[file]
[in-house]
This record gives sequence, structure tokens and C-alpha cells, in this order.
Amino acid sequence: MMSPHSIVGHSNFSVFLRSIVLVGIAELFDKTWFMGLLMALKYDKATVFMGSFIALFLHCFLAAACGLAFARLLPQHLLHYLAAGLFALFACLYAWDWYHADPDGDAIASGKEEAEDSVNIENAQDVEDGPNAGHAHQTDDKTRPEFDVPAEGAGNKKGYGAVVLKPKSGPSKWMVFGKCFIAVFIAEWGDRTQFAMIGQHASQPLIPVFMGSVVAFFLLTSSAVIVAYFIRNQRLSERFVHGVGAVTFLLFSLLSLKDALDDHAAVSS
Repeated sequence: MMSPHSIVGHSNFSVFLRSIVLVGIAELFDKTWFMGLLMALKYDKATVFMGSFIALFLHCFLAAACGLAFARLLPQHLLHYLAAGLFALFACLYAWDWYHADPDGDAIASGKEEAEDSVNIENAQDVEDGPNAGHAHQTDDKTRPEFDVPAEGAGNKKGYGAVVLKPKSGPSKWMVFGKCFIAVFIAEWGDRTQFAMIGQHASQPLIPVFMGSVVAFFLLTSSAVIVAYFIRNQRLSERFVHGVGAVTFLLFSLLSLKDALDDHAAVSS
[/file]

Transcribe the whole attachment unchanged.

[in-house]
This record gives sequence, structure tokens and C-alpha cells, in this order.
Amino acid sequence: MMSPHSIVGHSNFSVFLRSIVLVGIAELFDKTWFMGLLMALKYDKATVFMGSFIALFLHCFLAAACGLAFARLLPQHLLHYLAAGLFALFACLYAWDWYHADPDGDAIASGKEEAEDSVNIENAQDVEDGPNAGHAHQTDDKTRPEFDVPAEGAGNKKGYGAVVLKPKSGPSKWMVFGKCFIAVFIAEWGDRTQFAMIGQHASQPLIPVFMGSVVAFFLLTSSAVIVAYFIRNQRLSERFVHGVGAVTFLLFSLLSLKDALDDHAAVSS
Repeated sequence: MMSPHSIVGHSNFSVFLRSIVLVGIAELFDKTWFMGLLMALKYDKATVFMGSFIALFLHCFLAAACGLAFARLLPQHLLHYLAAGLFALFACLYAWDWYHADPDGDAIASGKEEAEDSVNIENAQDVEDGPNAGHAHQTDDKTRPEFDVPAEGAGNKKGYGAVVLKPKSGPSKWMVFGKCFIAVFIAEWGDRTQFAMIGQHASQPLIPVFMGSVVAFFLLTSSAVIVAYFIRNQRLSERFVHGVGAVTFLLFSLLSLKDALDDHAAVSS